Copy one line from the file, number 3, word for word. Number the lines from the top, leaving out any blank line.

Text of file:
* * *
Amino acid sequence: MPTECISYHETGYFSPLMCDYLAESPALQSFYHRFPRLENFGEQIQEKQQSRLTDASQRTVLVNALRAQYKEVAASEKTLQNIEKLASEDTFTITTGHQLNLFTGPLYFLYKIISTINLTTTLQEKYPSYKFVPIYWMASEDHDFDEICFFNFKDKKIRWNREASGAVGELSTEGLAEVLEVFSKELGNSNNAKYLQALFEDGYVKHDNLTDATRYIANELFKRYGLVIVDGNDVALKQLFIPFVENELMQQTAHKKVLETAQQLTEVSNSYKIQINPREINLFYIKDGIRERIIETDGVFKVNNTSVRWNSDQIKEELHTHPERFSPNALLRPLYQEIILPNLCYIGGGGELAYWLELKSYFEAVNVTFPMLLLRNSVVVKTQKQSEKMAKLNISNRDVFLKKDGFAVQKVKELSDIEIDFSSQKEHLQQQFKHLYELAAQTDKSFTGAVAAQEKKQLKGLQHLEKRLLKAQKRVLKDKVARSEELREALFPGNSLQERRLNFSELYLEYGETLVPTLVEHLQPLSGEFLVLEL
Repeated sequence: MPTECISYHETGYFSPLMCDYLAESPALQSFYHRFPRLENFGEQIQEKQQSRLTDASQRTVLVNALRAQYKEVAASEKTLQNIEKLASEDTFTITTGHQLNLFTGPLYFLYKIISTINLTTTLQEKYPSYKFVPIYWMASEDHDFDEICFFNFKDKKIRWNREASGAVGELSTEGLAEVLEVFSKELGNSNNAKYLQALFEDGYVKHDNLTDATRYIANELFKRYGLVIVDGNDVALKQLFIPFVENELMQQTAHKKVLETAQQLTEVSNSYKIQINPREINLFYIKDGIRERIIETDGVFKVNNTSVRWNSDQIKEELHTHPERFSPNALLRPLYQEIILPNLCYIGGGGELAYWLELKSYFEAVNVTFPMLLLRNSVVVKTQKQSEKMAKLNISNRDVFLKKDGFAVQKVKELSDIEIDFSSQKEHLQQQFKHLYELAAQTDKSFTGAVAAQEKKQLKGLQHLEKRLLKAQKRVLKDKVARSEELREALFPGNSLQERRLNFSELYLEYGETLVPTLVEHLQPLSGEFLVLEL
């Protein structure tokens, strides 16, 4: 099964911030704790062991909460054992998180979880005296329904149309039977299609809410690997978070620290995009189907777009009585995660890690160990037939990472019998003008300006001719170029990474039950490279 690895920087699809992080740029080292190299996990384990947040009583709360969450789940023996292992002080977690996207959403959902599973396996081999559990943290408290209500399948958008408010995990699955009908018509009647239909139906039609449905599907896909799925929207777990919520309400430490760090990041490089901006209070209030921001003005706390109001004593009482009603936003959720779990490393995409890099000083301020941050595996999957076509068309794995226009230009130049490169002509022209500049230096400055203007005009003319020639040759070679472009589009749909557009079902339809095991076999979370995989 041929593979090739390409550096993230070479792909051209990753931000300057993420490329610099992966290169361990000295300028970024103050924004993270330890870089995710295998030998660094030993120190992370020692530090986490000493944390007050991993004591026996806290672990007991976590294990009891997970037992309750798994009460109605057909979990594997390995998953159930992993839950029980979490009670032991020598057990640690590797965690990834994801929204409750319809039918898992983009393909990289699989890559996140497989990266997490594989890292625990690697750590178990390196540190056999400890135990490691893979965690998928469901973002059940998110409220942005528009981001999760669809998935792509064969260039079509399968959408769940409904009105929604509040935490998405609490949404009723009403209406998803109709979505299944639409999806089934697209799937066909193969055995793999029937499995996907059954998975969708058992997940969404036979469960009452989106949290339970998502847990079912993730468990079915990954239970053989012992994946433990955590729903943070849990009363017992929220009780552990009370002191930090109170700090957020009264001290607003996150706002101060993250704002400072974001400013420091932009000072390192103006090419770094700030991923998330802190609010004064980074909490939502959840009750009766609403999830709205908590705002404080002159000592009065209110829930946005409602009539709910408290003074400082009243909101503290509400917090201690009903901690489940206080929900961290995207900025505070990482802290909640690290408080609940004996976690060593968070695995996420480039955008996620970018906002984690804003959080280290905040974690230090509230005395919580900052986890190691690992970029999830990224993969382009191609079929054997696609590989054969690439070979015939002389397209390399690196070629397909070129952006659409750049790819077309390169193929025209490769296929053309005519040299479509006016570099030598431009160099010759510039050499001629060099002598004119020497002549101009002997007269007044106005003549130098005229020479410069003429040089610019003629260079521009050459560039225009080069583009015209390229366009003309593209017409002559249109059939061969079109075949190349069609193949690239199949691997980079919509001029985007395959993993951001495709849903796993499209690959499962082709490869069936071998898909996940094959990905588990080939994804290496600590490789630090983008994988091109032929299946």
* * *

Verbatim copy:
């Protein structure tokens, strides 16, 4: 099964911030704790062991909460054992998180979880005296329904149309039977299609809410690997978070620290995009189907777009009585995660890690160990037939990472019998003008300006001719170029990474039950490279 690895920087699809992080740029080292190299996990384990947040009583709360969450789940023996292992002080977690996207959403959902599973396996081999559990943290408290209500399948958008408010995990699955009908018509009647239909139906039609449905599907896909799925929207777990919520309400430490760090990041490089901006209070209030921001003005706390109001004593009482009603936003959720779990490393995409890099000083301020941050595996999957076509068309794995226009230009130049490169002509022209500049230096400055203007005009003319020639040759070679472009589009749909557009079902339809095991076999979370995989 041929593979090739390409550096993230070479792909051209990753931000300057993420490329610099992966290169361990000295300028970024103050924004993270330890870089995710295998030998660094030993120190992370020692530090986490000493944390007050991993004591026996806290672990007991976590294990009891997970037992309750798994009460109605057909979990594997390995998953159930992993839950029980979490009670032991020598057990640690590797965690990834994801929204409750319809039918898992983009393909990289699989890559996140497989990266997490594989890292625990690697750590178990390196540190056999400890135990490691893979965690998928469901973002059940998110409220942005528009981001999760669809998935792509064969260039079509399968959408769940409904009105929604509040935490998405609490949404009723009403209406998803109709979505299944639409999806089934697209799937066909193969055995793999029937499995996907059954998975969708058992997940969404036979469960009452989106949290339970998502847990079912993730468990079915990954239970053989012992994946433990955590729903943070849990009363017992929220009780552990009370002191930090109170700090957020009264001290607003996150706002101060993250704002400072974001400013420091932009000072390192103006090419770094700030991923998330802190609010004064980074909490939502959840009750009766609403999830709205908590705002404080002159000592009065209110829930946005409602009539709910408290003074400082009243909101503290509400917090201690009903901690489940206080929900961290995207900025505070990482802290909640690290408080609940004996976690060593968070695995996420480039955008996620970018906002984690804003959080280290905040974690230090509230005395919580900052986890190691690992970029999830990224993969382009191609079929054997696609590989054969690439070979015939002389397209390399690196070629397909070129952006659409750049790819077309390169193929025209490769296929053309005519040299479509006016570099030598431009160099010759510039050499001629060099002598004119020497002549101009002997007269007044106005003549130098005229020479410069003429040089610019003629260079521009050459560039225009080069583009015209390229366009003309593209017409002559249109059939061969079109075949190349069609193949690239199949691997980079919509001029985007395959993993951001495709849903796993499209690959499962082709490869069936071998898909996940094959990905588990080939994804290496600590490789630090983008994988091109032929299946």